Wednesday, February 16, 2011

Mountains [Out] of Mole Hills

It's disappointing, but they're back!   I had hoped that the frozen tundra conditions out here JOTOLR over this past winter would have not just discouraged these professional excavators, but eliminated them altogether.  No such luck.  They've already surfaced.

Yes, I know that moles are deemed helpful in the pest-irradication department, consuming at times, their own weight in harmful insects and larvae in 24 hours.  But their value is compromised by their incredibly destructive foraging methods.

Moles have an uncanny knack for instantly locating newly planted shrubs, trees, seeds.....and tunneling under them.  This has the unfortunate effect of both unearthing the transplants,  and denying them much needed water. The only thing the gardener notices is that the new transplants are unaccountably wilting.  Check for mole tunnels! 

It's a discouraging business, trying to irradicate moles.  It is said that there are usually--"on average" only three moles per acre...My skeptical nature wonders how this is measured.

We've been the whole route. We've tried all reasonable remedies short of explosives:  traps, pellets, gas, and even.....castor beans, castor bean plants,  and castor oil.  Now that particular old timey "cure-all" presents some interesting mental cartoons in my mind.  Wonder if the Castor Oil isn't a sort of propellant, that simply hurls the mole forward after having consumed too much!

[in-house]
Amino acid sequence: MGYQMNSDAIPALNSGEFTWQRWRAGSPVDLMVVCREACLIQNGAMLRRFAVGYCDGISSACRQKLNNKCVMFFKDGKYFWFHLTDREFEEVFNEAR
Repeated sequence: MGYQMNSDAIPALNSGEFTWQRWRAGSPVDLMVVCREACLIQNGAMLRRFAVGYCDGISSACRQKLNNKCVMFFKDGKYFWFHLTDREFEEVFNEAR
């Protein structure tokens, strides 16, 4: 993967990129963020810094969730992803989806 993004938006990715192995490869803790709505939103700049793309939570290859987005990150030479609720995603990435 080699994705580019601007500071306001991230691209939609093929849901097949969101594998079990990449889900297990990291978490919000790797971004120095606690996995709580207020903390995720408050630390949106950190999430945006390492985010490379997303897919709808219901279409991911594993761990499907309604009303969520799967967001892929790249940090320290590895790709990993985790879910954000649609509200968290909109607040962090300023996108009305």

Moles can dig more than 100 yards of tunnels per day.  Left behind are ridges and hummocks of dirt.   It seems they only come to the surface "occasionally" least that's what another "mole expert" said.  But the dirt hills are now in plentiful supply out here JOTOLR, particularly in my dormant blackberry patch.  They've already geared up for spring.  And we've got new plants coming any day now.

Apparently moles' enemies come mostly from overhead--raptors, dogs, cats--and humans; so as long as they stay mostly underground, the only dedicated mole-predator is the snake. I'm not sure which I find more tolerance for:  the mole or the snake.  I think, this time, I'm in the snake's camp.

So, the good thing is that spring must be on its way.  Seeing moles moving about means we're thawed.  On the other hand, does anyone know of any sure-fire mole discouragements?  If so, please pass the ideas on!

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